The South African Institute of Chartered Accountants is endeavouring to see more CAs(SA) in financial executive positions at listed companies

A 2016 survey by the South African Institute of Chartered Accountants (SAICA) of companies listed on the JSE (including AltX) confirms that more than 75% of chief financial officers (CFOs) or financial directors (FDs) hold a chartered accountant – CA(SA) – designation. By far, this makes a CA(SA) the leading qualification among financial executives.

On average, SA’s listed businesses have 2.5 CAs(SA) on each board of directors – executives who ensure the reliable levels of financial reporting and governance on which investors and trustees of pension funds depend for their decisions.

According to Lindie Engelbrecht, executive director of SAICA, financial accountability lies mainly with the CAs(SA) in leadership roles, as well as with the directors heading audit sub-committees. It’s important that the CFO or FD has a strong affinity for interpreting numbers, strategic expertise and the aptitude to communicate strategy, she says.

To what extent have SA companies succeeded in transforming the overall profile of those holding the key CFO and FD positions?

‘Significantly, there are hopeful signs of transformation among the younger generation. Through the Thuthuka Bursary Fund (TBF), we now have hundreds of potential black CAs(SA) in the educational pipeline,’ she says.

SAICA established the TBF to create more opportunities for talented African and coloured SA students who excel in mathematics to study towards becoming CAs(SA). Engelbrecht says that SAICA’s transformation efforts are already helping to turn the tide.

‘More than 50% of SAICA’s annual output of CAs(SA) are now black, and in terms of the gender split, 50% are female. In the top 40 companies, SAICA’s efforts are even more pronounced, with just over 59% of CAs(SA) under 50 years old being black. Given the right opportunities, the newly qualified professionals will become our senior directors of the future.’

However, recent research on JSE-listed companies has identified a growing trend in terms of the appointment of directors who don’t have formal qualifications.

An obvious concern is an increase in the percentage of directors who fall under this category – from 18.2% (a little more than a year ago) to 22.4%.

‘Boards are under increasing pressure to reflect diversity in their make-up, while BBBEE mechanisms increase the pressure to appoint more people of colour, as well as more black females in particular, to big company boards.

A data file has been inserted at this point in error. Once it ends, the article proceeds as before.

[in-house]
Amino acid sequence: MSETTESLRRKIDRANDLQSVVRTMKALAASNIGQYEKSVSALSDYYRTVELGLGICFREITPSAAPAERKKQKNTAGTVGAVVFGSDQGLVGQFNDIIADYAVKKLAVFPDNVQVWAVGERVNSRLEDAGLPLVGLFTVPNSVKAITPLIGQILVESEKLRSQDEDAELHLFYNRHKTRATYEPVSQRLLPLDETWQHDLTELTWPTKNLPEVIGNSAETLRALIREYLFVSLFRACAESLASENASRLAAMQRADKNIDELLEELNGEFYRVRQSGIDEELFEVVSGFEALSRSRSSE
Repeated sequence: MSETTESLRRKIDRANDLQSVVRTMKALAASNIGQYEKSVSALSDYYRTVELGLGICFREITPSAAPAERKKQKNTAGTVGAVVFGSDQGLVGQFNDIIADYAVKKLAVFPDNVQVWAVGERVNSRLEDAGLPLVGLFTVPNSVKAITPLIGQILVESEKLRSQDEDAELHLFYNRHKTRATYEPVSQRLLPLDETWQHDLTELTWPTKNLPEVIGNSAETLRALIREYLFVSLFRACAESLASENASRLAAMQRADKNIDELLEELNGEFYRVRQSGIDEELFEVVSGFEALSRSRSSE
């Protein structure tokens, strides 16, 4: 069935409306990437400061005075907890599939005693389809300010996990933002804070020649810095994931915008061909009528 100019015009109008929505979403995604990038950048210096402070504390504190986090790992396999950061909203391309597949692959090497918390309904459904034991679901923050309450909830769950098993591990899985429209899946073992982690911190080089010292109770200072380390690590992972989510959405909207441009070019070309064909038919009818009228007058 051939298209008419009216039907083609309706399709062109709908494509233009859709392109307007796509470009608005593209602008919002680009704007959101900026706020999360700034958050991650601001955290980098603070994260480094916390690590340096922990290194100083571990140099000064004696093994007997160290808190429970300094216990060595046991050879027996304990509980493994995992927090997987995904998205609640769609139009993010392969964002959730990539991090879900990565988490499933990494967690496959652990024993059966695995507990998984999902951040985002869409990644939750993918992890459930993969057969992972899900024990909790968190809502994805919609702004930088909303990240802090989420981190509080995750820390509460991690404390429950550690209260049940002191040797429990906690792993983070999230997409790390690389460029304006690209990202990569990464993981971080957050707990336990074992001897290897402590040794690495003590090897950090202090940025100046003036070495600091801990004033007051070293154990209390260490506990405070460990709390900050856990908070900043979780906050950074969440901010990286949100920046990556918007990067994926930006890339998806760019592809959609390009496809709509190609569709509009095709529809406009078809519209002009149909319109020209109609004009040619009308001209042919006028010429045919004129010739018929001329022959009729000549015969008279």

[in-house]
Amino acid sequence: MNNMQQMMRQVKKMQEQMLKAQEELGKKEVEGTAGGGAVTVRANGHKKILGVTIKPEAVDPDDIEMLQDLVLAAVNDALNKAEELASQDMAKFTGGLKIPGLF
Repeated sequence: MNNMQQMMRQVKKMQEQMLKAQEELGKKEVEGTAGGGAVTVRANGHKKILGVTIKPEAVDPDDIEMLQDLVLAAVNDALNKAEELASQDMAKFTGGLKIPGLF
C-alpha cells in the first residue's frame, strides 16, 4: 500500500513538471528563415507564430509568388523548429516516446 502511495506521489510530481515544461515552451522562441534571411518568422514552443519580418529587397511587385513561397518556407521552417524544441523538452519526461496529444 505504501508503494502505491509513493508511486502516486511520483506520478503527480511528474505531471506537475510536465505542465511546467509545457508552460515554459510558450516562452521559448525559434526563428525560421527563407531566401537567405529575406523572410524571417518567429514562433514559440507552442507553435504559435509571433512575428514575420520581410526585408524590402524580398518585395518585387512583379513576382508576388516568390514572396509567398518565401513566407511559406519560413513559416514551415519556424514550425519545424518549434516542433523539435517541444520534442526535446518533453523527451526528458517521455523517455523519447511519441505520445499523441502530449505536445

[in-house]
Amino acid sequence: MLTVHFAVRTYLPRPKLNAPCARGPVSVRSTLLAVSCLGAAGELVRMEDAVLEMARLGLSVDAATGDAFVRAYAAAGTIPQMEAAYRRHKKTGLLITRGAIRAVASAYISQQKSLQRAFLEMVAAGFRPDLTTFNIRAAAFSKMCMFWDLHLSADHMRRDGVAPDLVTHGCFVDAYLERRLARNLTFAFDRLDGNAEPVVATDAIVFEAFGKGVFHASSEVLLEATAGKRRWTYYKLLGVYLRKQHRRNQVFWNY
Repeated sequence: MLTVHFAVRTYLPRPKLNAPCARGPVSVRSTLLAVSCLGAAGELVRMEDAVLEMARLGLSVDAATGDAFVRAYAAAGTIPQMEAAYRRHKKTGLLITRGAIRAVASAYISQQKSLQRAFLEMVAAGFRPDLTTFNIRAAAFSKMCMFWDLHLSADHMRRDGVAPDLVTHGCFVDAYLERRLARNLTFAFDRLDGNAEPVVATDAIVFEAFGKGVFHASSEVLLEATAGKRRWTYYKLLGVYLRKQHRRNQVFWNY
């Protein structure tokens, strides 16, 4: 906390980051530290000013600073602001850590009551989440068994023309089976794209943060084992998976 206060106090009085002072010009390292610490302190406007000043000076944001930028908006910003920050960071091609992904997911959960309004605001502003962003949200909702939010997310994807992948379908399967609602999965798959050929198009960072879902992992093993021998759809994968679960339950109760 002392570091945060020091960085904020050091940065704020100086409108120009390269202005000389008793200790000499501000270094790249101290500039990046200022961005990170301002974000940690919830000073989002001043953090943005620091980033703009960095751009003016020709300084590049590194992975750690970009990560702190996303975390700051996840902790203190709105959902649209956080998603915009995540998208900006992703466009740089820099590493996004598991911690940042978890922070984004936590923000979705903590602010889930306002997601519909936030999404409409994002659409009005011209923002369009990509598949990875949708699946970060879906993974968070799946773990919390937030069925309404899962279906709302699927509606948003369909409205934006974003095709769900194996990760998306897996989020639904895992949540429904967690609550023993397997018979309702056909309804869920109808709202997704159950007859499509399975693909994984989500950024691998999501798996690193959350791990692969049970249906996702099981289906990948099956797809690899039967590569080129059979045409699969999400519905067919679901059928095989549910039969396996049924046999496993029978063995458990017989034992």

‘Some new board members would have been appointed on the strength of their leadership ability, experience and their ability to raise diverse opinions,’ says Engelbrecht.

In a 2007 study titled Board Barometer, a way of measuring the effectiveness of listed companies’ boards postulated and then proved that the more diverse the make-up of a board, the more likely the board was to approve strategies that created wealth. Additionally, a diversified board was more likely to hold executive management to account. The study also suggested that this diversity could not compromise the basic ambit of skills that a board would need to come to good value-creating conclusions.

The results were conclusive – the Top 40 index reweighted away from market capitalisation and using the quality of make-up of the board as the weighting criteria, significantly outperformed the index.

In other words, a move to include board members who are more diverse in age, gender, race and technical experience would be a good thing, the study concluded.

Today, according to Engelbrecht, SAICA has reason to celebrate rather than to be despondent about the findings of its 2016 study of 413 companies, across all sectors, listed on the JSE’s Main and AltX boards.

‘While the overall percentage of directorships who hold no qualifications has increased in the past year, the percentage of those who hold a CA(SA) qualification as a percentage of all academically qualified directors has increased from 37% in 2015 to 37.6% in 2016.

‘CAs(SA) are also 2.5 times more likely to be appointed to South African listed company boards than any other designation or qualification. With the average number of directors per board declining slightly to 8.8, it is heartening to know that on average there are 2.5 CAs(SA) on each board watching over the financial health and governance standards of the underlying companies.’

So while there may be an increase in the total number of directors who don’t have qualifications, they are suitably qualified through the ‘school of hard knocks’, according to Engelbrecht.

‘That, together with the 77.6% of directors who have academic qualifications, suggests that our boards – given the Board Barometer research – are in safer and possibly better hands than they have ever been.’

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